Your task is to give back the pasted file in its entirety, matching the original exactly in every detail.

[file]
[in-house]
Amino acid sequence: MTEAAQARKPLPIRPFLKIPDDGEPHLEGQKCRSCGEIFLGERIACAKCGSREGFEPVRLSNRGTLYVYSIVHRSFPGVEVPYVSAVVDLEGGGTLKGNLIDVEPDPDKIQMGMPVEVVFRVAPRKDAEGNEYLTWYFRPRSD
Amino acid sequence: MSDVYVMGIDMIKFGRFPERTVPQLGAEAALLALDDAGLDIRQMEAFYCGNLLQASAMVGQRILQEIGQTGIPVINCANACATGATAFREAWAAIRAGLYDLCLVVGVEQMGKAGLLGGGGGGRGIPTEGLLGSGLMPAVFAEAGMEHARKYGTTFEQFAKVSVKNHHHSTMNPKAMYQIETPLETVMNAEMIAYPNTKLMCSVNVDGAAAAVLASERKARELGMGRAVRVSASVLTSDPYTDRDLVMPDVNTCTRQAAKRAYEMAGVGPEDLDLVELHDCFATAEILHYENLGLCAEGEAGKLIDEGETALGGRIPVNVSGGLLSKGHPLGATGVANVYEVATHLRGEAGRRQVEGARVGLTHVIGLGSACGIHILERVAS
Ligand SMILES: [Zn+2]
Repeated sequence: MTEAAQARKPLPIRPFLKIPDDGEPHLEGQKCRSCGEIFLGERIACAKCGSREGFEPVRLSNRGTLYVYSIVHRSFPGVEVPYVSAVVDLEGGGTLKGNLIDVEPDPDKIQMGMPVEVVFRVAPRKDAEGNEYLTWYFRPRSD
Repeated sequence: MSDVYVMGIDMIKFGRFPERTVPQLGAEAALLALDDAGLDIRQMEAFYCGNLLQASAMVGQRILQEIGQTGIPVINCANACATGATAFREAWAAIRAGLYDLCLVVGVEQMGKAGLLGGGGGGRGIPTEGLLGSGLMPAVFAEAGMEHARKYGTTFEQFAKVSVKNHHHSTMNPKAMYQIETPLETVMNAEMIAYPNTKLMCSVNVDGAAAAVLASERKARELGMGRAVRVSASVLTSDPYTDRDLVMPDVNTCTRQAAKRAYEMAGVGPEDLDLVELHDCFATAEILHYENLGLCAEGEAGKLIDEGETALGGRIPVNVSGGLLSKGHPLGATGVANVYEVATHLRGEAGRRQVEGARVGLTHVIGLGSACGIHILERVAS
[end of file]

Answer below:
[in-house]
Amino acid sequence: MTEAAQARKPLPIRPFLKIPDDGEPHLEGQKCRSCGEIFLGERIACAKCGSREGFEPVRLSNRGTLYVYSIVHRSFPGVEVPYVSAVVDLEGGGTLKGNLIDVEPDPDKIQMGMPVEVVFRVAPRKDAEGNEYLTWYFRPRSD
Amino acid sequence: MSDVYVMGIDMIKFGRFPERTVPQLGAEAALLALDDAGLDIRQMEAFYCGNLLQASAMVGQRILQEIGQTGIPVINCANACATGATAFREAWAAIRAGLYDLCLVVGVEQMGKAGLLGGGGGGRGIPTEGLLGSGLMPAVFAEAGMEHARKYGTTFEQFAKVSVKNHHHSTMNPKAMYQIETPLETVMNAEMIAYPNTKLMCSVNVDGAAAAVLASERKARELGMGRAVRVSASVLTSDPYTDRDLVMPDVNTCTRQAAKRAYEMAGVGPEDLDLVELHDCFATAEILHYENLGLCAEGEAGKLIDEGETALGGRIPVNVSGGLLSKGHPLGATGVANVYEVATHLRGEAGRRQVEGARVGLTHVIGLGSACGIHILERVAS
Ligand SMILES: [Zn+2]
Repeated sequence: MTEAAQARKPLPIRPFLKIPDDGEPHLEGQKCRSCGEIFLGERIACAKCGSREGFEPVRLSNRGTLYVYSIVHRSFPGVEVPYVSAVVDLEGGGTLKGNLIDVEPDPDKIQMGMPVEVVFRVAPRKDAEGNEYLTWYFRPRSD
Repeated sequence: MSDVYVMGIDMIKFGRFPERTVPQLGAEAALLALDDAGLDIRQMEAFYCGNLLQASAMVGQRILQEIGQTGIPVINCANACATGATAFREAWAAIRAGLYDLCLVVGVEQMGKAGLLGGGGGGRGIPTEGLLGSGLMPAVFAEAGMEHARKYGTTFEQFAKVSVKNHHHSTMNPKAMYQIETPLETVMNAEMIAYPNTKLMCSVNVDGAAAAVLASERKARELGMGRAVRVSASVLTSDPYTDRDLVMPDVNTCTRQAAKRAYEMAGVGPEDLDLVELHDCFATAEILHYENLGLCAEGEAGKLIDEGETALGGRIPVNVSGGLLSKGHPLGATGVANVYEVATHLRGEAGRRQVEGARVGLTHVIGLGSACGIHILERVAS